10 ways to reduce the running costs of your business


Are you worried about your business expenses? Wondering how you might be able to reduce running costs so you can make more profit?

Here are our 10 ideas for reducing your small business running costs and expenses:

1. Check your regular payments and make sure of two things…

Firstly, check you know what they’re all for. If you don’t – investigate!

Secondly, be really honest with yourself about whether you still need those services. For example: do you really need that 2TB storage on Dropbox costing you £9.99/month or could you go back to the free version and save yourself money? That Mailchimp subscription you signed up for and never used? Use it or cancel it.

2. Is your original business mobile contract up?

Don’t keep paying £30/month if you’re out of contract. You could either change to a sim-only plan or find a new deal for a long-term contract, both of which will be cheaper.

3. Make sure you’re getting the best energy prices.

There’s been a huge amount of talk about energy prices and availability in the last 6 months but it’s still possible that you’re paying through the odds for your gas and electricity. Do some research and see if you can find a better price.

4. Similar to the last point but slightly different – do you waste energy?

Can you reduce the number of hours you have the heating on by wearing another jumper? Perhaps you leave your computer on instead of turning it off at the end of each day? Small changes can add up to saving you money.

5. Are you making the most of any ongoing networking fees you pay?

Do you really utilise that group you’re paying £30/month for? If not, make it your mission to engage with the group or stop paying for it.

6. See if you can consolidate your systems.

Technology is wonderful but it also tends to cost us money. Lots of systems can do more than one thing these days, so have a quick run through of any that you’re paying for and see if they overlap at all. If they do, choose the one that makes the most sense and cancel any you no longer need.

7. Printing…yes we said it.

It’s pretty old school, we probably all remember the days of emails having ‘Do you really need to print this’ on them at the bottom. That being said, printing is expensive and half the time you probably print stuff that doesn’t even need printing. Have you noticed that lots of clothing retailers no longer supply returns labels/slips with online orders? We have. This has two effects really – 1) it reduces the amount of paper that ends up being wasted/recycled/put in landfill 2) by reducing the amount of paper and printing, it also hugely reduces their printing costs. Good for the planet, good for your bank balance, it’s a no brainer.

8. Reduce your bank fees

These days there are tonnes of options for business bank accounts and some of these are FREE. Yes, free. If you’re paying a monthly fee for your bank account, check to see if you really need to be. Most banks make switching simple and will transfer all your direct debits etc for you. Worth considering because all those £8.50s a month add up to over £100 a year.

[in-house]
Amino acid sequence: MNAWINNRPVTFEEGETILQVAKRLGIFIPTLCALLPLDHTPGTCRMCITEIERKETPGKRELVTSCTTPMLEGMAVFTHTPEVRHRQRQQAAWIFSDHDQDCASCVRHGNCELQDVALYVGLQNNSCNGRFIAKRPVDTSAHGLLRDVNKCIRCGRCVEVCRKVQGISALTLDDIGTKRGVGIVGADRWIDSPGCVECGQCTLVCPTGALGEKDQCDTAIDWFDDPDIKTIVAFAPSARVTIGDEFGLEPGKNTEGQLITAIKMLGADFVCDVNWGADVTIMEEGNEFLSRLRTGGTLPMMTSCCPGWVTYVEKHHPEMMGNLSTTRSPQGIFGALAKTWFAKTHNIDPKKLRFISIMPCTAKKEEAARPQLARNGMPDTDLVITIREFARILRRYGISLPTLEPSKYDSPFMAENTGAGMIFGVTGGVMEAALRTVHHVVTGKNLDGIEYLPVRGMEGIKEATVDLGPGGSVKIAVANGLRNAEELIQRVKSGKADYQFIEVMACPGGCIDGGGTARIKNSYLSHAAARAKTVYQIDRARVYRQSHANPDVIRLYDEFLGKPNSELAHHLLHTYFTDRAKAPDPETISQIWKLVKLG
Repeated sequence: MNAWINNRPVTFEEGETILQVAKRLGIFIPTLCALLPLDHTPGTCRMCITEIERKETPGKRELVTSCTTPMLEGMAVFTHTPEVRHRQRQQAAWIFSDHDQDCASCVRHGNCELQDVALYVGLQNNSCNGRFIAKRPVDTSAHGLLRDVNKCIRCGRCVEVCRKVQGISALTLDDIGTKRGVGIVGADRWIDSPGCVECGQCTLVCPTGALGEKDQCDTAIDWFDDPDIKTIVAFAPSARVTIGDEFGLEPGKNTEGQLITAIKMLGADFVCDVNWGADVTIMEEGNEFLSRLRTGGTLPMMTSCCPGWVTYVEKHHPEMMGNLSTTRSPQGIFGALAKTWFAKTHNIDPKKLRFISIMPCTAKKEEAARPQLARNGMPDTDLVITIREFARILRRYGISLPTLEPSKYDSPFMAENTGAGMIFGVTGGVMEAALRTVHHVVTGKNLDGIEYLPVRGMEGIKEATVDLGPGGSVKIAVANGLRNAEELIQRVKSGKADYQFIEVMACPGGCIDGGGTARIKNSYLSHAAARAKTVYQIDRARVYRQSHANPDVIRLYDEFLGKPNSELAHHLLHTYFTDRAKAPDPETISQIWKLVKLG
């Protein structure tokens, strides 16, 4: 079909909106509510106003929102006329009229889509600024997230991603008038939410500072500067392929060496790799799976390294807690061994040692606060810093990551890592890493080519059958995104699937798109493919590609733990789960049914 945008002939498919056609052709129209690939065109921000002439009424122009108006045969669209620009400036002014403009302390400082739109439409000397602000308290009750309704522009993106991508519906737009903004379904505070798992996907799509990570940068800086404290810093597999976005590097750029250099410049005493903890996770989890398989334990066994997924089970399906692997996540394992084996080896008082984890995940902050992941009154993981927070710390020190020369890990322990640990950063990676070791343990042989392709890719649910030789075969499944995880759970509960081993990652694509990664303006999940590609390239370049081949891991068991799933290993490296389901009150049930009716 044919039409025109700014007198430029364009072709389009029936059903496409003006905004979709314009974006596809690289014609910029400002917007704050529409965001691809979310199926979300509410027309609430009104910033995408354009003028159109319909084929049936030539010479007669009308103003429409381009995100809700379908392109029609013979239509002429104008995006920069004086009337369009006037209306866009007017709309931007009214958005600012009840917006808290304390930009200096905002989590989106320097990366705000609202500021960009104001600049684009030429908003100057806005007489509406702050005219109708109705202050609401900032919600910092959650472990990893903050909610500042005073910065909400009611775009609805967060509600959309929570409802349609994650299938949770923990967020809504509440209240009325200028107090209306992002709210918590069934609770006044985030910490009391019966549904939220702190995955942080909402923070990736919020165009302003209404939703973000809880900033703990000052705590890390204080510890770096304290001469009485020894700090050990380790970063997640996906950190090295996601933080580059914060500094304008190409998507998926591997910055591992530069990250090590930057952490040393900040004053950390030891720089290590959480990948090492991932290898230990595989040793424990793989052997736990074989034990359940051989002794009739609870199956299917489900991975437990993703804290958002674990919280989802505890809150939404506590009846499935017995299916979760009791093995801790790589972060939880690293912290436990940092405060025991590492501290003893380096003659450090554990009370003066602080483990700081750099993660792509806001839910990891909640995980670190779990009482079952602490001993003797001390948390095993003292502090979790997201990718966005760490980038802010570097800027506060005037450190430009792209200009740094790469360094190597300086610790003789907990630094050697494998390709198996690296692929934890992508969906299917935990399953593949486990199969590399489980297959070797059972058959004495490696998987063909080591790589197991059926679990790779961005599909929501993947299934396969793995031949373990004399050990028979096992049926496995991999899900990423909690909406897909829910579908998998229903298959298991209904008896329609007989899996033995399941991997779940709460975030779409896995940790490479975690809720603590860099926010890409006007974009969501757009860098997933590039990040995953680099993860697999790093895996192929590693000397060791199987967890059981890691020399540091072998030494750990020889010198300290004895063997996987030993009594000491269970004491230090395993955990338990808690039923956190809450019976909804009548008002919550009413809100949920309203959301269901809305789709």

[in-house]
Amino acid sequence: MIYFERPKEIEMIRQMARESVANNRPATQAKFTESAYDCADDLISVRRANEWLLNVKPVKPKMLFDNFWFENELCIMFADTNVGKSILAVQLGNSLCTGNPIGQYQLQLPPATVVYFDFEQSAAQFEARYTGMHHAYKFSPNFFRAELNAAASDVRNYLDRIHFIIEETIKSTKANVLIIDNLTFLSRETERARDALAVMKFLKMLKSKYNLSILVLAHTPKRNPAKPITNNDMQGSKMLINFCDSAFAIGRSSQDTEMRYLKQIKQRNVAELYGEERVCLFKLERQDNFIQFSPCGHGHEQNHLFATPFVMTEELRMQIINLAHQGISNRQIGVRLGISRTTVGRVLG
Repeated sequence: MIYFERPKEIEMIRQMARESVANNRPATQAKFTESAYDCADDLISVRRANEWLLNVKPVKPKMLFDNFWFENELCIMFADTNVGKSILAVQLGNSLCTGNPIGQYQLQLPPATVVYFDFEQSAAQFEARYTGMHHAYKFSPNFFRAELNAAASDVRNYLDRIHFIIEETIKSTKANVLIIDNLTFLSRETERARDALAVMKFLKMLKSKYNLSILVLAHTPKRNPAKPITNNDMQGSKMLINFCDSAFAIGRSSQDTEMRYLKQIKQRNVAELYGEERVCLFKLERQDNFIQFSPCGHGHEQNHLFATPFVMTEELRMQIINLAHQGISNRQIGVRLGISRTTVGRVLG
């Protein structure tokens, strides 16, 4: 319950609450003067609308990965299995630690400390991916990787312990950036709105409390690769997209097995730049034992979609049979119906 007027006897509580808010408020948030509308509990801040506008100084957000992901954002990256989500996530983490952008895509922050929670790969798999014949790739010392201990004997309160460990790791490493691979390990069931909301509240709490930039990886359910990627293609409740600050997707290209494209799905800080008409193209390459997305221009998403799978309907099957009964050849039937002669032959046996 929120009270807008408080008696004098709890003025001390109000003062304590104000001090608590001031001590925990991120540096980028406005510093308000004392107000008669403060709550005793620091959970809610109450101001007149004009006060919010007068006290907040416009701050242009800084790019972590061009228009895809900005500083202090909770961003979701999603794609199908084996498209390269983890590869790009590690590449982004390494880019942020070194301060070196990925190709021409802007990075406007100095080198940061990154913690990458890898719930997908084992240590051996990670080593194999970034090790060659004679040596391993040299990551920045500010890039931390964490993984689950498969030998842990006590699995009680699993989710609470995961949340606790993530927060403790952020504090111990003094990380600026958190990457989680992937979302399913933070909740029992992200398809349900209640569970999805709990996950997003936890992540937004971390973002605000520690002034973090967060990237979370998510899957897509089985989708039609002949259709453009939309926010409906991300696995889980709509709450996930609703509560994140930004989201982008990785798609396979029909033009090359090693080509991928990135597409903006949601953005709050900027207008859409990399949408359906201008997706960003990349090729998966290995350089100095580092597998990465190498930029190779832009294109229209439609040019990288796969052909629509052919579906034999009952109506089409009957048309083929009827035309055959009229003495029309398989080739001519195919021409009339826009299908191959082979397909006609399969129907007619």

9. Shop around for the best price on your supplies.

Whether it’s stock you’re selling on, software you’re using or general office stationery, make sure you compare the prices of a few options.

  • For stock or raw materials, look for wholesale suppliers if you don’t already have one. Buying in bulk can often lower the price per unit and if you’re confident you’ll sell through the stock, it can save money and increase your profit margins.
  • For general stationery type expenses, shop around – compare prices across a few different suppliers. For example; printer paper on Amazon is usually at £7-£10 for 500 sheets but you can pick up decent quality printer paper in the supermarket for £3-£5.
  • For software, keep an eye out for an offer or discount, which often crop up around traditional sale times (New Year, Easter, Bank Holidays, Black Friday etc).

10. Set yourself a budget.

This might not save you money immediately, unlike the other suggestions in this blog, but setting a budget for your business will help you reduce spending in the long term. Think about what you currently spend money on and what areas they fall into. You can use those to put together a budget for the year ahead and plan how much you want to spend on each element of running your business. A budget is a waste of time if you don’t use it and keep it updated though, so if you create one, you have to commit to it.

The best way to keep track of this at all times is to run a separate business bank account, things are much less likely to slip through the net that way. You’ll easily be able to see which expenses relate to your business and put a stop to any you don’t need!

What next?

We hope you’ve found this blog helpful in giving you some tips on where you can start to reduce running costs associated with your business.

We love supporting business owners to optimise their expenses, take control of their spending and set budgets. Get in touch with us today if you’d like to have an informal chat about how we can help your business to flourish.

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